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Critic Review of "Black Swan"

Eclectic Edge Ensemble

 

Written by: ROGER EBERT / December 1, 2010

(Edited by: Desiree Dantona)

Darren Aronofsky's Black Swan is a full-bore melodrama, told with passionate intensity, gloriously and darkly absurd. It centers on a performance by Natalie Portman that is nothing short of heroic, and mirrors the conflict of good and evil in Tchaikovsky's ballet Swan Lake. It is one thing to lose yourself in your art. Portman's ballerina loses her mind.

Everything about classical ballet lends itself to excess. The art form is one of grand gesture, of the illusion of triumph over reality and even the force of gravity. Yet it demands from its performers years of rigorous perfectionism, the kind of physical and mental training that takes ascendancy over normal life. This conflict between the ideal and the reality is consuming Nina Sayers, Portman's character.

Her life has been devoted to ballet. Was that entirely her choice? Her mother, Erica (Barbara Hershey), was a dancer once, and now dedicates her life to her daughter's career.

Nina dances in a company ruled by the autocratic Thomas Leroy (Vincent Cassel). The reach of his ego is suggested by his current season, which will “reimage” the classics.

Having cast off his former prima ballerina and lover, Beth MacIntyre (Winona Ryder), he is now auditioning for a new lead. Swan Lake requires the lead to play opposite roles. Nina is clearly the best dancer for the White Swan. But Thomas finds her too “perfect” for the Black Swan. She dances with technique, not feeling.

The film seems to be unfolding along lines that can be anticipated: There's tension between Nina and Thomas, and then Lily (Mila Kunis), a new dancer, arrives from the West Coast. She is all Nina is not: bold, loose, confident. She fascinates Nina, not only as a rival but even as a role model. For her, Lily presents a professional challenge and a personal rebuke.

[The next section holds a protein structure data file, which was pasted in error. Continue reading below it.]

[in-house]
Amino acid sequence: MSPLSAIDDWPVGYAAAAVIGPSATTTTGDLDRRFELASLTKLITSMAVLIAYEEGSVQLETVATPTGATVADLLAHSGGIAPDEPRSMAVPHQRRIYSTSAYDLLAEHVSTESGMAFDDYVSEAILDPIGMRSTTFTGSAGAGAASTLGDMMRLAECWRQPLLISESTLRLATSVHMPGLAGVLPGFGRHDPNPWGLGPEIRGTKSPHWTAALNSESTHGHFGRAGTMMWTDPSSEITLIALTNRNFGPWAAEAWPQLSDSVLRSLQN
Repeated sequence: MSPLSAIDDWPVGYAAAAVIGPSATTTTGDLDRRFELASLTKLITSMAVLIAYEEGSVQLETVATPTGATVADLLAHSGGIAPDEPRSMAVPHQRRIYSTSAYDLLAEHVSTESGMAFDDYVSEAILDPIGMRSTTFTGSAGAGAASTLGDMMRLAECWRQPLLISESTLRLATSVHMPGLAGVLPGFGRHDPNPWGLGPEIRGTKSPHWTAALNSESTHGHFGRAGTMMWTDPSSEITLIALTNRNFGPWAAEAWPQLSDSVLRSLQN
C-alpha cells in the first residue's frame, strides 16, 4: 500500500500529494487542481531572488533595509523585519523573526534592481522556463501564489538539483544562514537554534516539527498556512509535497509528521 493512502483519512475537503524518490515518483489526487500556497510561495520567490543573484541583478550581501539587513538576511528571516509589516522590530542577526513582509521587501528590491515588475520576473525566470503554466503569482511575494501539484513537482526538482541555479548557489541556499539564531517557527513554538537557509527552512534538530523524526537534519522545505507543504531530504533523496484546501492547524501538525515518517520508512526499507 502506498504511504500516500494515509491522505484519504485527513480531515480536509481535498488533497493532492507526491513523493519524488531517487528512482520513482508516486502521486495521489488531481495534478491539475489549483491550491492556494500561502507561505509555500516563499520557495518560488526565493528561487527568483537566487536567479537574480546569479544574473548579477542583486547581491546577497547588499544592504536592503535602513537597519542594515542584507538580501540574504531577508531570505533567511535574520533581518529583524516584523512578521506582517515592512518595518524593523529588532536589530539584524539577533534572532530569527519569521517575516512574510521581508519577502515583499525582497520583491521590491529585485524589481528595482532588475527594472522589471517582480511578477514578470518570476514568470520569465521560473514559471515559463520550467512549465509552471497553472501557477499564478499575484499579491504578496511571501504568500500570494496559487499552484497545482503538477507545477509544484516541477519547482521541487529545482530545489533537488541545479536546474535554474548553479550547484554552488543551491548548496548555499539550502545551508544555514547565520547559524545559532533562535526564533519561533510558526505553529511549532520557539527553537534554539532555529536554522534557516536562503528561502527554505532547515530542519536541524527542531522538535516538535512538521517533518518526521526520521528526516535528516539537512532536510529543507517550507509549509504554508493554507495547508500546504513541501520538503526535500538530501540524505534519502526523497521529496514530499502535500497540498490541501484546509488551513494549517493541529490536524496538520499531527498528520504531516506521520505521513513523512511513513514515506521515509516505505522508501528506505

Thomas, the beast, is well known for having affairs with his dancers. Played with intimidating arrogance by Cassel, he clearly has plans for the virginal Nina. This creates a crisis in her mind: How can she free herself from the technical perfection and sexual repression enforced by her mother, while remaining loyal to their incestuous psychological relationship?

The main story supports of Black Swan are traditional: backstage rivalry, artistic jealousy, a great work of art mirrored in the lives of those performing it. Aronofsky drifts eerily from those reliable guidelines into the mind of Nina. She begins to confuse boundaries. The film opens with a dream, and it becomes clear that her dream life is contiguous with her waking one.

The tragedy of Nina, and of many young performers and athletes, is that perfection in one area of life has led to sacrifices in many of the others. At a young age, everything becomes focused on pleasing someone (a parent, a coach, a partner), and somehow it gets wired in that the person can never be pleased. One becomes perfect in every area except for life itself.

It's traditional in many ballet-based dramas for a summing-up to take place in a bravura third act. Black Swan has a beauty. All of the themes of the music and life, all of the parallels of story and ballet, all of the confusion of reality and dream come together in a grand exhilaration of towering passion. There is really only one place this can take us, and it does.

 

*Complete article can be found at:

http://rogerebert.suntimes.com/apps/pbcs.dll/article?AID=/20101201/REVIEWS/101209994